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The Soul of a Nerd

Neil deGrasse Tyson , the new host of the PBS-TV program "NOVA scienceNOW", is director of the Hayden Planetarium in the Rose Center For Earth and Space at the American Museum of Natural History. He is the recipient of seven honorary doctorates and the NASA Distinguished Public Service Medal.


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Fantastic. Pretty much encapsulates why my hero is Carl Sagan and my anti-hero is Pat Roberston.

As an artist who loves theoretical physics, I particularly liked Tyson's sketching pumpkins anecdote. What a wonderful way to put it. -tgs-

wow, that was impressive.

thanks for posting this, i doubt i would have made it through all the talks to get to it.

this man is a fantastic communicator of the passion of doing science.

-- óskar

Wow. This guy is an amazing speaker.

If there is going to be more of this posted, Tyson's bit in session 2 on "Stupid Design" (from 32:00 to 37:05) is pretty amazing.

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Finally a HUMAN BEING! Here's a guy who's come into his professional academic life with mind and spirit still intact. (Maybe the world needs more nerds who can kick your ass.) Neil is fortunate to have preserved his sense of awe without being crusted over by a derisive and superior attitude. He sites his turning point which opened his perception beyond the rigors of science being enough. I think, deep down, that's a function of humility. And with the stream of "reason vs. religion" arguments going down here, he a good anecdote to the somewhat snide and reductive side of Dawkins and Harris, while very bright guys, the two don't strike me as particularly warm characters.

Neil deGrasse Tyson for President!

Thank you for this clip.

Thanks, Norm. That was really beautiful, and beautifully encapsulates what I think and believe.

Thanks for posting my request... Neil is such a humanizing, captivating speaker. Candid, likable, highly intelligent... Neil Tyson for president, indeed.

What an awes inspiring speech. That alone exemplifies the way many of us feel about science, and it's that feeling that would often result in me reading chemistry papers and books despite the fact that I choose not to continue in that direction academically. It should be an affront to anyone who ever felt so passionately about science to be told that they will never experience such a depth of emotion simply because that person refuses to delude himself or herself into into it.

This is terrible! The man is nothing less than an outright apologist for irrationalism. C'mon, people -- the man is anthropomorphizing PHOTONS!

He claims to have no problem with people "taking" the knowledge he as a scientist finds, and using it for whatever "resonates" with them -- and he explicitly mentions New Age "thinking" -- what kind of man of science IS this?!

In this day and age, when breathing through your nose is enough to get you labelled an "elitist," and our airwaves are filled with deranged and dangerous religious propaganda (how would you feel if you invented the radio, only to watch some maniac use it to try brainwash the world about the Flying Spaghetti Monster?) this so-called scientist is talking about a "...kinship with the cosmos that resonates deeply with New Age thinking..."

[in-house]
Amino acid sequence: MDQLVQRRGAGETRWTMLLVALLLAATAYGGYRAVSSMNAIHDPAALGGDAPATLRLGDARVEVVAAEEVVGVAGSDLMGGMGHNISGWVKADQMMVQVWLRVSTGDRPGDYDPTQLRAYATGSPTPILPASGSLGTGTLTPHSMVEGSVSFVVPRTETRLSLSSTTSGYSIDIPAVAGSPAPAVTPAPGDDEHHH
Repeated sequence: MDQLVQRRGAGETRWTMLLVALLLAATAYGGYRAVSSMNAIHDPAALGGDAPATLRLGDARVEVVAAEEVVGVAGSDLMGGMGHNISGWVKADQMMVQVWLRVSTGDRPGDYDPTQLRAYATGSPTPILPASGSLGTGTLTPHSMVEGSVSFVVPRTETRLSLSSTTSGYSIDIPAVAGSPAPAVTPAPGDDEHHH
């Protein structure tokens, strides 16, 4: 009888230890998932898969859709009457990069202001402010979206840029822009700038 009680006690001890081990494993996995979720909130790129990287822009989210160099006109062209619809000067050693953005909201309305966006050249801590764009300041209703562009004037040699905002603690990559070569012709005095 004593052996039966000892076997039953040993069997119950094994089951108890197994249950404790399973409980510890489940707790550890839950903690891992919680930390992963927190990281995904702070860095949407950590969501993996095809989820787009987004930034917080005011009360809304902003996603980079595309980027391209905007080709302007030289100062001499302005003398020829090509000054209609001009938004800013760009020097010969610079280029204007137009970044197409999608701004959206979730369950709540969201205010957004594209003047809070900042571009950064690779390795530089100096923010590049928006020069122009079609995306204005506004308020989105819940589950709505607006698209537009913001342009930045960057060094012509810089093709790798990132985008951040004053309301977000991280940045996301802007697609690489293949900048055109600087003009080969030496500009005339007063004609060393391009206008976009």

That guy is dangerous to science. He's a danger to reason.

If he had an epiphany from drawing pumkins, he couldn't have been a very stable person to begin with. If that sounds harsh I'm sorry -- but I completely identify with the guy. I grew up as a huge, unemotional nerd, and have spent lots of hours in art classes, so I understand where he's coming from. But that's just a bad train of thought, that...

Norm that was really impressive, thank you. What an eloquent and interesting man. It is amazing to see that the enthusiasm and passion that is most commonly associated with Religion can be present in a man of science as well.

On another point although Dawkins is a hero as far as I am concerned Tyson's comment about his methods not being wholly effective to non scientific people is well put. I have been thinking something similar for a long time.

Yeah, this guy impressed me. Session 2 is really good, with Sam Harris and deGrasee Tyson's brilliant speeches. I loved the way he passionately explained his points, and the way he misspelled "crockodile".

I agree with Voxton to an extent. This guy is dangerous. Anyone who is a powerful public speaker is dangerous. A sharp knife is also dangerous. Neither should be considered a threat simply becaus of their potential power to damage.

That said, I wasn't terribly impressed with the content of what he said. It struck me as the wrong way to place vaule on empathy and aesthetics. We were convinced by the passion of the argument more than the argument itself.

Some of his ideas I have considered myself. I have looked at stars and considered the significance of the photons that hit my eye, and how such a vanishingly small percentage of photons that leave the star hit something that triggers a thought in a conscious entity. Compared to the idea of perhaps marginally warming a spec of space dust it does feel like the photon was lucky.

We place value on consciousness. We're a bit biased that way, but we're the conscious ones anon of the others are going to argue with us :-)

ps. If you want an example of a powerful public speaker that is a problem, look at Tony Blair.

Hey thanks for the posting Norm.

I relate much of my own experience with Tyson due to my being proponent of science and a musician. I think that if there is a connection between the feelings one gets from religion and the feelings one gets from some effect of enlightenment by science then to replace the rediculousness of religion should be on the minds of every educator or anyone interested in some form of advancement.

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